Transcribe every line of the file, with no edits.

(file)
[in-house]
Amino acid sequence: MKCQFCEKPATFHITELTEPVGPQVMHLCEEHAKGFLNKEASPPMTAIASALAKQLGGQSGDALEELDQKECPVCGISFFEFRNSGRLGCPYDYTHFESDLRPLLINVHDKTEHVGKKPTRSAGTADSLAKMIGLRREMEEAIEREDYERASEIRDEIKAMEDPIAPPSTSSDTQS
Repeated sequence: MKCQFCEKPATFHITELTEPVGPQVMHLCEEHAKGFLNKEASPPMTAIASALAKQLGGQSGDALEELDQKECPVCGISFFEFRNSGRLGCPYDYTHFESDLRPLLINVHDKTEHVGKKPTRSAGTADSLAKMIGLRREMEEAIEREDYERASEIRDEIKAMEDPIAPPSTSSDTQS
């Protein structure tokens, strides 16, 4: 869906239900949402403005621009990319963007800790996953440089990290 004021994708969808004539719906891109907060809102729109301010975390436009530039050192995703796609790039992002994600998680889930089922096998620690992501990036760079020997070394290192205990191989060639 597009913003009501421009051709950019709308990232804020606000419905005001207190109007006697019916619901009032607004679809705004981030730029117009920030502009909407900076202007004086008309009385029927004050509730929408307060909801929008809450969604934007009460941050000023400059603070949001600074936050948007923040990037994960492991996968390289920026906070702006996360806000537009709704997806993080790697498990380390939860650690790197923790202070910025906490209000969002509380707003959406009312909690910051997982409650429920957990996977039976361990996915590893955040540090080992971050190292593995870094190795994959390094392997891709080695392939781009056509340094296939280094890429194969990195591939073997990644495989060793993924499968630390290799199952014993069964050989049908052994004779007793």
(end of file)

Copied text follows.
[in-house]
Amino acid sequence: MKCQFCEKPATFHITELTEPVGPQVMHLCEEHAKGFLNKEASPPMTAIASALAKQLGGQSGDALEELDQKECPVCGISFFEFRNSGRLGCPYDYTHFESDLRPLLINVHDKTEHVGKKPTRSAGTADSLAKMIGLRREMEEAIEREDYERASEIRDEIKAMEDPIAPPSTSSDTQS
Repeated sequence: MKCQFCEKPATFHITELTEPVGPQVMHLCEEHAKGFLNKEASPPMTAIASALAKQLGGQSGDALEELDQKECPVCGISFFEFRNSGRLGCPYDYTHFESDLRPLLINVHDKTEHVGKKPTRSAGTADSLAKMIGLRREMEEAIEREDYERASEIRDEIKAMEDPIAPPSTSSDTQS
């Protein structure tokens, strides 16, 4: 869906239900949402403005621009990319963007800790996953440089990290 004021994708969808004539719906891109907060809102729109301010975390436009530039050192995703796609790039992002994600998680889930089922096998620690992501990036760079020997070394290192205990191989060639 597009913003009501421009051709950019709308990232804020606000419905005001207190109007006697019916619901009032607004679809705004981030730029117009920030502009909407900076202007004086008309009385029927004050509730929408307060909801929008809450969604934007009460941050000023400059603070949001600074936050948007923040990037994960492991996968390289920026906070702006996360806000537009709704997806993080790697498990380390939860650690790197923790202070910025906490209000969002509380707003959406009312909690910051997982409650429920957990996977039976361990996915590893955040540090080992971050190292593995870094190795994959390094392997891709080695392939781009056509340094296939280094890429194969990195591939073997990644495989060793993924499968630390290799199952014993069964050989049908052994004779007793």